This statement worried me. I don't think IT has all that much time to "figure it out." What IT really needs to do is evolve quickly to keep pace with change.
Ask anyone who's been around technology for more than -- oh, say, six months -- and they'll tell you they're already comfortable with change. Just consider this timeline over the last decade or so:
2001: VMware shipped ESX Server 1.0 and server virtualization becomes top of mind, changing how IT provisions servers.
2003: VMware introduced vCenter, changing how IT did backup and replication.
2005: Hadoop was created, bringing Big Data into the lexicon and changing IT's role in analytics and business intelligence.
2006: Amazon conducted a limited public beta test of EC2 and cloud computing was born, changing how IT designed data centers.
2007: The first-gen iPhone hit the market, changing how IT provisioned devices.
2008: Yammer brought social to the enterprise, changing how IT provisioned collaboration tools.
2011: OpenFlow version 1.1 was released and the software-defined networking (SDN) debates started, changing how IT thought about networks.
You get the point. Major technologies hit enterprises frequently and change how IT goes about its business. I'll also hazard a guess this hasn't rattled you yet. New technologies will always emerge and disrupt existing architectures. But it's not these technologies that worry me -- it's the entire shift that comes with it.
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The Three Big Behavioral Shifts
So why am I so worried? Because three behavioral phenomena are converging as a result of all this change:
A shift in users' expectations. The last 18 months have seen a huge shift in users demanding new capabilities, giving birth to a renaissance in consumer apps, devices and services. Ever used Concur? Then you know what I'm talking about -- and you'll never go back to the old way of doing expense reports. I suspect the next 18 months will witness an even bigger shift from "new" to "simpler." Users will demand that IT provide a simpler, better experience for accessing their plethora of data and apps.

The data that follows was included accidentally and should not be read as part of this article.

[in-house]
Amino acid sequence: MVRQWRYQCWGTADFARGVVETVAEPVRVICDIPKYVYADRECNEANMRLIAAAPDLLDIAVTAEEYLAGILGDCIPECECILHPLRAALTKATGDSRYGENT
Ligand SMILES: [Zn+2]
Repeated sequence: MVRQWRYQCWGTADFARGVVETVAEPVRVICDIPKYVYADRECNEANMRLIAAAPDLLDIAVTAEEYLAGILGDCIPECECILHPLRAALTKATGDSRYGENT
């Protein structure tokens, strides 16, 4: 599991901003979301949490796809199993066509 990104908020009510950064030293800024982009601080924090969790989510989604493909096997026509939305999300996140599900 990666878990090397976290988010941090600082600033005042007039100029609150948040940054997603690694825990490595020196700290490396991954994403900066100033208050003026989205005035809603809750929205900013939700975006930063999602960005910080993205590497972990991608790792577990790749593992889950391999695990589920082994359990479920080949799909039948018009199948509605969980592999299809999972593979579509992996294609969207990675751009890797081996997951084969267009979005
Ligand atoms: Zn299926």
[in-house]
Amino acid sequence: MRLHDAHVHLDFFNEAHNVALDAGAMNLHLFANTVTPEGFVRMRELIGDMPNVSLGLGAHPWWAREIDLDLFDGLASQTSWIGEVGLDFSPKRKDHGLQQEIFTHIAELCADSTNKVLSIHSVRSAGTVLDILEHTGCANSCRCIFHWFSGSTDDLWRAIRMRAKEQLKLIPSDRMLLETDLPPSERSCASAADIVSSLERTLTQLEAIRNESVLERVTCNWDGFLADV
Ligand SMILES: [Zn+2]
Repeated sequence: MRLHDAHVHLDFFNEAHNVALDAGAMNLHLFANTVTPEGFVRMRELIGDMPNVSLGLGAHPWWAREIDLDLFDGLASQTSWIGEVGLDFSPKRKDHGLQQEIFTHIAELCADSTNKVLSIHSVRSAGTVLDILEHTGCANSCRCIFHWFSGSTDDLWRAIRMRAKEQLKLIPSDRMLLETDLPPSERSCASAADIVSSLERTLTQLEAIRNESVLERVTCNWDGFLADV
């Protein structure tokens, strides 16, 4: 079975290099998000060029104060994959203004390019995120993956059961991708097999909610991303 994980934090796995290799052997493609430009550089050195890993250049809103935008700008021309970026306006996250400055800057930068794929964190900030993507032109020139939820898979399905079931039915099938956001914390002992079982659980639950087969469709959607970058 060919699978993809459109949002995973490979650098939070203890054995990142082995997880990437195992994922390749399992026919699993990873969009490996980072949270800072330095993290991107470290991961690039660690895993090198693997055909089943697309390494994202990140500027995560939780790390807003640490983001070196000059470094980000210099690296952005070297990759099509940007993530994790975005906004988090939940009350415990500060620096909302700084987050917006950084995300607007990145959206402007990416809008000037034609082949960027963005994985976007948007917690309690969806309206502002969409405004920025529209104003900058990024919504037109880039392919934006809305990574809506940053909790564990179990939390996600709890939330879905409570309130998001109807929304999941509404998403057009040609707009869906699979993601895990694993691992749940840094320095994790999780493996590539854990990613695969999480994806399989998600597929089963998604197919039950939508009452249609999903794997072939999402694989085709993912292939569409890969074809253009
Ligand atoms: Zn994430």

A shift in business involvement. Achieving alignment with their business peers is necessary for IT execs, but not sufficient. IT leaders need to guide their peers to better IT decisions. At a recent IDC Directions 2013 conference Kathleen Schaub, VP of research in IDC's CMO Advisory Practice, cited that by 2016, 80% of new IT investments will directly involve line-of-business executives, up from 25% today. And consider this: the budget will come directly from those lines of business and not IT, making influence even more critical.
A shift in IT's role and responsibilities. Let's be clear about one thing: IT is not going away. Roles and responsibilities need to evolve, but IT is not just some big switch the business can flip. Instead, expect IT to morph into a more consultative role that guides business technology decisions, regardless of whether the underlying technology resides in the four walls of the enterprise data center, a personal device or a public cloud. The catch? Most IT professionals are not equipped for this level of business dialog.
These shifts are defining the unique IT era we live in. Technology disruptions will come and go, but massive behavioral shifts like this will redefine the industry. Ask any IT executive and they'll tell you the technology isn't the hardest part -- it's the people, process and politics.